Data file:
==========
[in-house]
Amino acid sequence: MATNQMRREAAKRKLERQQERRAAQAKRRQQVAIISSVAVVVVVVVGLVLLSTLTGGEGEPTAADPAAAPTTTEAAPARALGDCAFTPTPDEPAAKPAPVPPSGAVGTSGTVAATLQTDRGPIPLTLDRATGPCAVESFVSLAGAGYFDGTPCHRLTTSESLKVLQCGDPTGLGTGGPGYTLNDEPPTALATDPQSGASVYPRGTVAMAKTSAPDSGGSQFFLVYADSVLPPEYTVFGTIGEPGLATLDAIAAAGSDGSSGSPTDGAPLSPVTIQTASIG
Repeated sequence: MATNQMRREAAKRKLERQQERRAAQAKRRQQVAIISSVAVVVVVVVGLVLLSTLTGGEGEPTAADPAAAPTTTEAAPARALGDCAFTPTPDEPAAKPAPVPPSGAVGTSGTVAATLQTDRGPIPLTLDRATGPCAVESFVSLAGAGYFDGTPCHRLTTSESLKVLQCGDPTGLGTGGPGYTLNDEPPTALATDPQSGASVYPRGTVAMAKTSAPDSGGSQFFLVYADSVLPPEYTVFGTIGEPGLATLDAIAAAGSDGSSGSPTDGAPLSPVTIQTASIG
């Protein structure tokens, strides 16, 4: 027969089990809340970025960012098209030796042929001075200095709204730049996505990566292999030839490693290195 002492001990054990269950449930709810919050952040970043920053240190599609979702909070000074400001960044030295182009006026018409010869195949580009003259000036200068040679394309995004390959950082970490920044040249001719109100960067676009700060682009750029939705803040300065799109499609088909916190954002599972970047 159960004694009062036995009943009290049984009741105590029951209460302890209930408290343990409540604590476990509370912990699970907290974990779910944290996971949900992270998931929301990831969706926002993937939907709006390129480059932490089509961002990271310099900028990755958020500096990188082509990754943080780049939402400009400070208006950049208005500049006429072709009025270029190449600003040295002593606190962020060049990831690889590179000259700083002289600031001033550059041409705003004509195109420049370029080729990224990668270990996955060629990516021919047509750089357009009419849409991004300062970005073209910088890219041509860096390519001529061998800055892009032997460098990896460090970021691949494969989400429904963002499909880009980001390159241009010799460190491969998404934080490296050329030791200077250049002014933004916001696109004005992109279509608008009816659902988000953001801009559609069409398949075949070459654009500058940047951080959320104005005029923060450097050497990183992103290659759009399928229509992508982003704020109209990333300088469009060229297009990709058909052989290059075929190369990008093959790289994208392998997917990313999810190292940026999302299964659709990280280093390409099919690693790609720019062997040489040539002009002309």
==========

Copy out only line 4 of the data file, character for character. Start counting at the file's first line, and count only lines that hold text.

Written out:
């Protein structure tokens, strides 16, 4: 027969089990809340970025960012098209030796042929001075200095709204730049996505990566292999030839490693290195 002492001990054990269950449930709810919050952040970043920053240190599609979702909070000074400001960044030295182009006026018409010869195949580009003259000036200068040679394309995004390959950082970490920044040249001719109100960067676009700060682009750029939705803040300065799109499609088909916190954002599972970047 159960004694009062036995009943009290049984009741105590029951209460302890209930408290343990409540604590476990509370912990699970907290974990779910944290996971949900992270998931929301990831969706926002993937939907709006390129480059932490089509961002990271310099900028990755958020500096990188082509990754943080780049939402400009400070208006950049208005500049006429072709009025270029190449600003040295002593606190962020060049990831690889590179000259700083002289600031001033550059041409705003004509195109420049370029080729990224990668270990996955060629990516021919047509750089357009009419849409991004300062970005073209910088890219041509860096390519001529061998800055892009032997460098990896460090970021691949494969989400429904963002499909880009980001390159241009010799460190491969998404934080490296050329030791200077250049002014933004916001696109004005992109279509608008009816659902988000953001801009559609069409398949075949070459654009500058940047951080959320104005005029923060450097050497990183992103290659759009399928229509992508982003704020109209990333300088469009060229297009990709058909052989290059075929190369990008093959790289994208392998997917990313999810190292940026999302299964659709990280280093390409099919690693790609720019062997040489040539002009002309």